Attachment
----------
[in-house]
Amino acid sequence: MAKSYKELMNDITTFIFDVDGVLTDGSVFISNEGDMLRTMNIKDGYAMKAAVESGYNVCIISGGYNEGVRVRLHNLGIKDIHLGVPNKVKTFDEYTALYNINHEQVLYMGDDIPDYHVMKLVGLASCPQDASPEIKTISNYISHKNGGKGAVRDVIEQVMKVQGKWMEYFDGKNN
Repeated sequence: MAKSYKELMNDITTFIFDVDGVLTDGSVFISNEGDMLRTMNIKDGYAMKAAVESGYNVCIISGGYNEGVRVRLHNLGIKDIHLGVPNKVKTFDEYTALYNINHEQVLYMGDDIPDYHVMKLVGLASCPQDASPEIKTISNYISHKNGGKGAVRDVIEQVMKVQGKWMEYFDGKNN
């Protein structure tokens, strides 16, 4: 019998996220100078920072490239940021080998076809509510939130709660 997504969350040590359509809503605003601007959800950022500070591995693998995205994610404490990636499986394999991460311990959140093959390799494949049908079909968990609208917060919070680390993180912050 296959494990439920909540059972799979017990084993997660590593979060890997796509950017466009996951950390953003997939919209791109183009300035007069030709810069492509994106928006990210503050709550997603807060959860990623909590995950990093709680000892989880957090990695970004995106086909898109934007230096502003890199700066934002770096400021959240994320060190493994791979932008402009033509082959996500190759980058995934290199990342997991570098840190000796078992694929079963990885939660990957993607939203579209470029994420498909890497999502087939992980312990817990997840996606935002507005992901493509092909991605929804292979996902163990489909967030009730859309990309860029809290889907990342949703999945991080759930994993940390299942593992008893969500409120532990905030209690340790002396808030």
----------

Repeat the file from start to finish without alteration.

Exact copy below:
[in-house]
Amino acid sequence: MAKSYKELMNDITTFIFDVDGVLTDGSVFISNEGDMLRTMNIKDGYAMKAAVESGYNVCIISGGYNEGVRVRLHNLGIKDIHLGVPNKVKTFDEYTALYNINHEQVLYMGDDIPDYHVMKLVGLASCPQDASPEIKTISNYISHKNGGKGAVRDVIEQVMKVQGKWMEYFDGKNN
Repeated sequence: MAKSYKELMNDITTFIFDVDGVLTDGSVFISNEGDMLRTMNIKDGYAMKAAVESGYNVCIISGGYNEGVRVRLHNLGIKDIHLGVPNKVKTFDEYTALYNINHEQVLYMGDDIPDYHVMKLVGLASCPQDASPEIKTISNYISHKNGGKGAVRDVIEQVMKVQGKWMEYFDGKNN
């Protein structure tokens, strides 16, 4: 019998996220100078920072490239940021080998076809509510939130709660 997504969350040590359509809503605003601007959800950022500070591995693998995205994610404490990636499986394999991460311990959140093959390799494949049908079909968990609208917060919070680390993180912050 296959494990439920909540059972799979017990084993997660590593979060890997796509950017466009996951950390953003997939919209791109183009300035007069030709810069492509994106928006990210503050709550997603807060959860990623909590995950990093709680000892989880957090990695970004995106086909898109934007230096502003890199700066934002770096400021959240994320060190493994791979932008402009033509082959996500190759980058995934290199990342997991570098840190000796078992694929079963990885939660990957993607939203579209470029994420498909890497999502087939992980312990817990997840996606935002507005992901493509092909991605929804292979996902163990489909967030009730859309990309860029809290889907990342949703999945991080759930994993940390299942593992008893969500409120532990905030209690340790002396808030």